The onrush of scenery

The approach to the Golden Gate Bridge, as seen from Marin Headlands, July 2003

The approach to the Golden Gate Bridge, as seen from Marin Headlands, July 2003

“I felt my lungs inflate with the onrush of scenery—air, mountains, trees, people. I thought, “This is what it is to be happy.”Sylvia Plath

It’s difficult to read this quote from Plath without thinking of the sad reality that she chose to end her own life while still young, with two small children.  Yet I find hope here in realizing that even a person given to fatal depths of melancholia was not completely beyond the reach of happiness.

One thing that helps me in moments of despair is the realization that “this too shall pass.”  When everything seems to be going wrong, or when we are feeling sad or distressed (even if it’s for no particular reason) it’s easy to think we can never be happy again.  But when our emotions tell us our sorrow is permanent, our minds can argue back.

Yes, we can and will be happy again.  Yes, there will even be moments of elation, such as Plath describes.  We know this because we can look into our memories and find both joy and sorrow there.

I think we all have had times when we felt a similar rush of joy.  What are some of those moments for you? Can you think of a place you’ve stood and marveled at the sights spread out before you?  Or a time when you thought “right now, everything feels almost perfect?” I hope you have many such gems to remember, and I hope that this year will bring you more of them.

One year ago today

Talk of mysteries!

This post was first published seven years ago today. The original post, comments and photo are linked, along with two other related posts, below. These links to related posts, and their thumbnail photos, do not appear in the blog feed; they are only visible when viewing the individual posts by clicking on each one. I have no idea why, nor do I know how they choose the related posts. That’s just the way WordPress does things.

6 Comments

  1. Good morning, Julia!
    Yesterday or church had a four-hour Zoom mini-retreat. We talked about Covid, the losses we’ve felt, and Elizabeth Kubler-Ross’ five stages of grief. It was interesting to see which losses I grieve spending mostly in denial or bargaining (eg. connection with friends) and which have left me more depressed (eg. access to ice skating facilities, or traveling). Other people may feel more anger about curtailed travel, and so on.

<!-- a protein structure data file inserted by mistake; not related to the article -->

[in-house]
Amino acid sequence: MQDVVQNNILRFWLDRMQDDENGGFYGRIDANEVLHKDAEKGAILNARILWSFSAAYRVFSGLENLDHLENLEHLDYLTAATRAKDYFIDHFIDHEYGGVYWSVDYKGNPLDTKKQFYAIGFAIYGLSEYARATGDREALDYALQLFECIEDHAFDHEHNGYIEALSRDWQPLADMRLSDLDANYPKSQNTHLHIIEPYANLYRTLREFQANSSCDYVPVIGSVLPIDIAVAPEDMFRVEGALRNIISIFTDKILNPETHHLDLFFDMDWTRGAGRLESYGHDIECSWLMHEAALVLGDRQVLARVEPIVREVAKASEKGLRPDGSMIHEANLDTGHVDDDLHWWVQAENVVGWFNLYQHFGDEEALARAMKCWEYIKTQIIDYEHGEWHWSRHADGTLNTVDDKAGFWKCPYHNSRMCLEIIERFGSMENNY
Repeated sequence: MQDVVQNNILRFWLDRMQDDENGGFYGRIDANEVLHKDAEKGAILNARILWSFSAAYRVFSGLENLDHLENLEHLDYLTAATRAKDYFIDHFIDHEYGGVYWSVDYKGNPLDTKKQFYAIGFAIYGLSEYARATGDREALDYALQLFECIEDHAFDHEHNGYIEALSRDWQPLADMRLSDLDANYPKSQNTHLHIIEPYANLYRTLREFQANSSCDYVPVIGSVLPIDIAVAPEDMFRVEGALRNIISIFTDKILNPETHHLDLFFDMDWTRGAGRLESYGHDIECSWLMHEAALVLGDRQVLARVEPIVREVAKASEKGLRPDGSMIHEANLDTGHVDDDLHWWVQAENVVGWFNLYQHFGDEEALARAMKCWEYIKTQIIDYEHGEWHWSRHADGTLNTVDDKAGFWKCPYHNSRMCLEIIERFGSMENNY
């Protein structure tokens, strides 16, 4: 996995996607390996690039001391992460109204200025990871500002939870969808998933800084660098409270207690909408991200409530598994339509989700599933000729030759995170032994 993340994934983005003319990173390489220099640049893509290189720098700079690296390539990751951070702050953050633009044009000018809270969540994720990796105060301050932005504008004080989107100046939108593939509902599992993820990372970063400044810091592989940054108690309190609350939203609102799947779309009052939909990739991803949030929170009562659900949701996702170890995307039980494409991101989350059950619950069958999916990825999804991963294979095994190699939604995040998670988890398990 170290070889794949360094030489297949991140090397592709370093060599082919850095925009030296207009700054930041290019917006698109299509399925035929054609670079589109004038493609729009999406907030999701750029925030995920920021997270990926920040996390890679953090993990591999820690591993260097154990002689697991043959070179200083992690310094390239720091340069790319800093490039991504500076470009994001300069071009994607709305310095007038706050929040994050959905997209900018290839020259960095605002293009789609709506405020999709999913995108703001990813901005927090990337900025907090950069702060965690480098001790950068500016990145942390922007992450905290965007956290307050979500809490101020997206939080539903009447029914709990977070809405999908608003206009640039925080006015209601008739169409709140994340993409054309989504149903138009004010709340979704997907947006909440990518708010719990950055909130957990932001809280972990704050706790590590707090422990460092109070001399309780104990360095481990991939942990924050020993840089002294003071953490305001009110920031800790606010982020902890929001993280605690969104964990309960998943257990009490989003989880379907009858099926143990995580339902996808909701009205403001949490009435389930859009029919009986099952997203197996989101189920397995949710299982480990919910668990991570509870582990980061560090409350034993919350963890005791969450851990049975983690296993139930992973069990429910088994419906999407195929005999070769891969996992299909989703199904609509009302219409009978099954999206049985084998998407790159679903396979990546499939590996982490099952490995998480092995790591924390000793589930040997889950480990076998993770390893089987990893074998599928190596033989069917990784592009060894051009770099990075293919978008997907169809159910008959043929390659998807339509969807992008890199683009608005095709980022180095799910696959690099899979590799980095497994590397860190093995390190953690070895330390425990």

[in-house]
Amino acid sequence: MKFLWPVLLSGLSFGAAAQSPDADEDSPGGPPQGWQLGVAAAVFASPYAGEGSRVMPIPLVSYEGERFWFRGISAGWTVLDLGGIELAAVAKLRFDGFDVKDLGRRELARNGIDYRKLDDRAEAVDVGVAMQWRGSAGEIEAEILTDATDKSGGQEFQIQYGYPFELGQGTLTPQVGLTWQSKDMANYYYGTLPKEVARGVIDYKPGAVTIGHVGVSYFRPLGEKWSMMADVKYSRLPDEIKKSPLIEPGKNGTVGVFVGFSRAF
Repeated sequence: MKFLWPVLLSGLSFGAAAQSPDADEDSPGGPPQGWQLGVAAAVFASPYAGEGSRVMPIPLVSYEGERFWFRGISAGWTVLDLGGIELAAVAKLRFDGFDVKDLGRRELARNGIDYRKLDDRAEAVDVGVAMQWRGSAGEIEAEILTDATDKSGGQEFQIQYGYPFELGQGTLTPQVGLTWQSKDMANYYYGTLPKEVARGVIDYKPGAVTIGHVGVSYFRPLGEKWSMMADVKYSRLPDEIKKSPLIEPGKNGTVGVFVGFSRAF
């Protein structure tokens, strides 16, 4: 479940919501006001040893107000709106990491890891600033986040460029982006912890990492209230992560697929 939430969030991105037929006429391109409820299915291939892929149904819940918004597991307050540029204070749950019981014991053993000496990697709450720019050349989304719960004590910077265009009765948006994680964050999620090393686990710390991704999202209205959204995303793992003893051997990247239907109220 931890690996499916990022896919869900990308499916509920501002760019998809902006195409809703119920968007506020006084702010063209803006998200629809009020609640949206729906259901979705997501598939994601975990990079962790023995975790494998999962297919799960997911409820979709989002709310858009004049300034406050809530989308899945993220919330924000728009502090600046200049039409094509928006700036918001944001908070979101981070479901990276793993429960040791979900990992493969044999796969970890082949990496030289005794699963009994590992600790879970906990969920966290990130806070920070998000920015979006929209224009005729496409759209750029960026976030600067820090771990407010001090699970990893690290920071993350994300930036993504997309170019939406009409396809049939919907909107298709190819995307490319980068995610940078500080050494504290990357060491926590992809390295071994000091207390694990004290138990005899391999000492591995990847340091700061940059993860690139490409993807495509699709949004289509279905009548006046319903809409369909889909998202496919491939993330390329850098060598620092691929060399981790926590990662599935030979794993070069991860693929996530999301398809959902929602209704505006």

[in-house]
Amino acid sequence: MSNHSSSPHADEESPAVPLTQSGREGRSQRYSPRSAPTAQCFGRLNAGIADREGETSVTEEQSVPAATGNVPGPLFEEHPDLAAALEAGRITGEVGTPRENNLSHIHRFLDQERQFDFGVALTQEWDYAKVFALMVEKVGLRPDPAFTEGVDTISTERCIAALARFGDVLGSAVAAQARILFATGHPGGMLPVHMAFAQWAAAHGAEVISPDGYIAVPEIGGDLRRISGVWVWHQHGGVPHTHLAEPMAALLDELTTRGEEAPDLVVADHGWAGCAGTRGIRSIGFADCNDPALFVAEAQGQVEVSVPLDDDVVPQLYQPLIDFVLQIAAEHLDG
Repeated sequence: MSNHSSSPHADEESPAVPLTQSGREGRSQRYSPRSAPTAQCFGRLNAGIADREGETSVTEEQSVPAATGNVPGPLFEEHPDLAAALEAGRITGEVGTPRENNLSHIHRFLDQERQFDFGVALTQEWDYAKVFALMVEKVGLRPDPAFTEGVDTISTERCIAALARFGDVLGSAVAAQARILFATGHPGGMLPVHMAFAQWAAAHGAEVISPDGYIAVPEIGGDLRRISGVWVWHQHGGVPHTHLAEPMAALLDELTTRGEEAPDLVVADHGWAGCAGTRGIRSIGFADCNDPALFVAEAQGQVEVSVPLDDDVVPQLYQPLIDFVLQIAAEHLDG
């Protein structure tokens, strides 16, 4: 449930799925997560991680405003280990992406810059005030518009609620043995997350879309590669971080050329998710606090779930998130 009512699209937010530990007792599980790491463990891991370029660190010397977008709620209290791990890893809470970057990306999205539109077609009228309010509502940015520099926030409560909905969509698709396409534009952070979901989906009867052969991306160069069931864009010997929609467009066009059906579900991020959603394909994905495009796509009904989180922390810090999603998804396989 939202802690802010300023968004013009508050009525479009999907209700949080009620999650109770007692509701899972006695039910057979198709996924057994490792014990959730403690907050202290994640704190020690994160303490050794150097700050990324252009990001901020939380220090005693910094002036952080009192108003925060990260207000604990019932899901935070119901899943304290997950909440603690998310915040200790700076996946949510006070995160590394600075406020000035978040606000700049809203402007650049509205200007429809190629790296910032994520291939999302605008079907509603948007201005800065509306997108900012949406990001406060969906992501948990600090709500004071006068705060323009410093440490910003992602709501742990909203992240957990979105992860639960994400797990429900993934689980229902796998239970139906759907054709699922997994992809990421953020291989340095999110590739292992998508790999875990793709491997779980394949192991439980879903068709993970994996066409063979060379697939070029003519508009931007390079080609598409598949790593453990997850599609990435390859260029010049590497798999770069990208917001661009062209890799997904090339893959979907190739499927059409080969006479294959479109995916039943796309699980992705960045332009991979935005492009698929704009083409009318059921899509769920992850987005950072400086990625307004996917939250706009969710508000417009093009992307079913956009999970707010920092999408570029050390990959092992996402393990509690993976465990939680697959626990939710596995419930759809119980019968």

Looking at these feelings from that “outside” perspective helps me, as does considering the impermanence of our feelings.
    How are you feeling, dear friend?

    • Susan, that sounds like a great Zoom gathering and much to think about. I’m doing OK, thanks for asking. A fellow student in my Oxford cohort, who became a widow long before I did (with children still young) told me something recently which really rang true. She said that most people could not understand that grief (at least grief of a dearly loved spouse) is not about recovery. It’s more about rebuilding. I found that so helpful as I build, bit by bit, a whole different world. Not a new life, but a different world– and the winds are stiff at times, so it’s slow going. But on good days I think I can see some progress.

      • Sending you hugs, and praying for you, Julia.

        • Thank you, Susan. The prayers (and virtual hugs) are the backbone of my survival for a long time now, and they are much appreciated! So when I pray for you, I’ll try to remember to say “please” as well as “thank you” 😀 !

  2. Rene

    Several times, when walking out to the parking lot at work (way too late), I’ve seen spectacular sunsets that lifted me up out of my exhaustion. Sadly, by the time I get down the hill & home, the sunset I out of view due to the nearby mountains (or hills). I’ve taken to photographing the sunsets on my phone so that I can enjoy them a little.

    • Good idea, Rene! Isn’t amazing how quickly the night falls once the sun starts sinking? I’ve missed my share of photographs of sunsets in just that way. I’m glad you’re snapping photos with your phone. Of course the photos don’t capture it fully, but they bring back memories of what it was like.

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